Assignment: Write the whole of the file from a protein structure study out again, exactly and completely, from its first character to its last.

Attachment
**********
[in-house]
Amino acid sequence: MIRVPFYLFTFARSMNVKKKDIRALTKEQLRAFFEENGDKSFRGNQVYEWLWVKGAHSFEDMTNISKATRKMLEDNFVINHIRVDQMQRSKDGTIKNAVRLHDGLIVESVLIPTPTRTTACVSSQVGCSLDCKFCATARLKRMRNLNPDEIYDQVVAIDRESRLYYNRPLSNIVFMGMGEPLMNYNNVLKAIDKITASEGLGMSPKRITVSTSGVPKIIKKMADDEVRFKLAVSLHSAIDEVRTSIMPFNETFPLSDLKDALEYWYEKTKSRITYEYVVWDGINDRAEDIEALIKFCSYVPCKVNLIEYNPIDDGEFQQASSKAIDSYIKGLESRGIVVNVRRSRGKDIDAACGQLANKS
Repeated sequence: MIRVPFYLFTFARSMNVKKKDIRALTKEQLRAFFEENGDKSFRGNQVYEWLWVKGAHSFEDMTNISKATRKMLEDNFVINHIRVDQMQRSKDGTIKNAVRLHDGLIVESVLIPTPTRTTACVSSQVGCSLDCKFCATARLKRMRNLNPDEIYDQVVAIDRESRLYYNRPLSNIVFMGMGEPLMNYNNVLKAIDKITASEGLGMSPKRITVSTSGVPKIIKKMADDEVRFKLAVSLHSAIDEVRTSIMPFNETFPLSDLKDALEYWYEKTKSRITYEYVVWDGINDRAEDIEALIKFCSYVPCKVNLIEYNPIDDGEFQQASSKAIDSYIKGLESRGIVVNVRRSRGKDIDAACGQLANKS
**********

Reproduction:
[in-house]
Amino acid sequence: MIRVPFYLFTFARSMNVKKKDIRALTKEQLRAFFEENGDKSFRGNQVYEWLWVKGAHSFEDMTNISKATRKMLEDNFVINHIRVDQMQRSKDGTIKNAVRLHDGLIVESVLIPTPTRTTACVSSQVGCSLDCKFCATARLKRMRNLNPDEIYDQVVAIDRESRLYYNRPLSNIVFMGMGEPLMNYNNVLKAIDKITASEGLGMSPKRITVSTSGVPKIIKKMADDEVRFKLAVSLHSAIDEVRTSIMPFNETFPLSDLKDALEYWYEKTKSRITYEYVVWDGINDRAEDIEALIKFCSYVPCKVNLIEYNPIDDGEFQQASSKAIDSYIKGLESRGIVVNVRRSRGKDIDAACGQLANKS
Repeated sequence: MIRVPFYLFTFARSMNVKKKDIRALTKEQLRAFFEENGDKSFRGNQVYEWLWVKGAHSFEDMTNISKATRKMLEDNFVINHIRVDQMQRSKDGTIKNAVRLHDGLIVESVLIPTPTRTTACVSSQVGCSLDCKFCATARLKRMRNLNPDEIYDQVVAIDRESRLYYNRPLSNIVFMGMGEPLMNYNNVLKAIDKITASEGLGMSPKRITVSTSGVPKIIKKMADDEVRFKLAVSLHSAIDEVRTSIMPFNETFPLSDLKDALEYWYEKTKSRITYEYVVWDGINDRAEDIEALIKFCSYVPCKVNLIEYNPIDDGEFQQASSKAIDSYIKGLESRGIVVNVRRSRGKDIDAACGQLANKS